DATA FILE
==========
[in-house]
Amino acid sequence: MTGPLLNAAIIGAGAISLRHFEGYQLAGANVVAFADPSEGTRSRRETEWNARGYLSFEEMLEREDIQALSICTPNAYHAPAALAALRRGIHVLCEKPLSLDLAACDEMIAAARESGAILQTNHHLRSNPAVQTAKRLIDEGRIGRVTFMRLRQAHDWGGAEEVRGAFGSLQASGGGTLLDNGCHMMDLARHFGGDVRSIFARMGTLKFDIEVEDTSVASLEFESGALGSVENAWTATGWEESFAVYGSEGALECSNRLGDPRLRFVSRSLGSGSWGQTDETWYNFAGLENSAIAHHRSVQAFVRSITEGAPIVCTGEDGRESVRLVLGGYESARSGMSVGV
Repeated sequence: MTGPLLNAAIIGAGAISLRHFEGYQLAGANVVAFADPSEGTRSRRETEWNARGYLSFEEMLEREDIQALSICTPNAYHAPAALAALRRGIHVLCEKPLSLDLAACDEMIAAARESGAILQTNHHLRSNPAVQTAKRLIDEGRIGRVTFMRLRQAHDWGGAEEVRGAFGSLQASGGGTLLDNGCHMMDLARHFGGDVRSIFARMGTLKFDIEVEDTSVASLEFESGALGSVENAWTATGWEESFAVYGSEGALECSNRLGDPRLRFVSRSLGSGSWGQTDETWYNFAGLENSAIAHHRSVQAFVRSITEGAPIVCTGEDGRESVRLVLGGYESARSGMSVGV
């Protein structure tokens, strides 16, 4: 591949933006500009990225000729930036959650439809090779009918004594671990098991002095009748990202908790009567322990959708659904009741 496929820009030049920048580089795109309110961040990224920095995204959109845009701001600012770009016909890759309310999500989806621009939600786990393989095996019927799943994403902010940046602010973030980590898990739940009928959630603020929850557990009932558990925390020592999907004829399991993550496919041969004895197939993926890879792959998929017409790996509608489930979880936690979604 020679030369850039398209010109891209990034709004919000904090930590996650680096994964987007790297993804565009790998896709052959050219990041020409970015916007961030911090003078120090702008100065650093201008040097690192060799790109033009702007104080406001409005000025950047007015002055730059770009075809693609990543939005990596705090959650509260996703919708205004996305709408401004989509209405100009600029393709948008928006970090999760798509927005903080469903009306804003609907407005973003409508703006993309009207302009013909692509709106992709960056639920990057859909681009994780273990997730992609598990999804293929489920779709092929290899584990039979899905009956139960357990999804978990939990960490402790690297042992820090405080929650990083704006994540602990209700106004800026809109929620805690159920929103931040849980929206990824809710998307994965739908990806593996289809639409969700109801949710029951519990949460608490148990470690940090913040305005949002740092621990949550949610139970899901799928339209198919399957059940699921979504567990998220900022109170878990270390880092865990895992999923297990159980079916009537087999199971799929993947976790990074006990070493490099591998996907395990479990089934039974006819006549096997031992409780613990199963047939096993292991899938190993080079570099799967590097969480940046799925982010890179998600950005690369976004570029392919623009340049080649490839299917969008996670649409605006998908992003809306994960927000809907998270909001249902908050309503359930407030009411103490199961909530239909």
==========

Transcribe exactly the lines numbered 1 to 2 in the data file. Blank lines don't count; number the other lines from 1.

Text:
[in-house]
Amino acid sequence: MTGPLLNAAIIGAGAISLRHFEGYQLAGANVVAFADPSEGTRSRRETEWNARGYLSFEEMLEREDIQALSICTPNAYHAPAALAALRRGIHVLCEKPLSLDLAACDEMIAAARESGAILQTNHHLRSNPAVQTAKRLIDEGRIGRVTFMRLRQAHDWGGAEEVRGAFGSLQASGGGTLLDNGCHMMDLARHFGGDVRSIFARMGTLKFDIEVEDTSVASLEFESGALGSVENAWTATGWEESFAVYGSEGALECSNRLGDPRLRFVSRSLGSGSWGQTDETWYNFAGLENSAIAHHRSVQAFVRSITEGAPIVCTGEDGRESVRLVLGGYESARSGMSVGV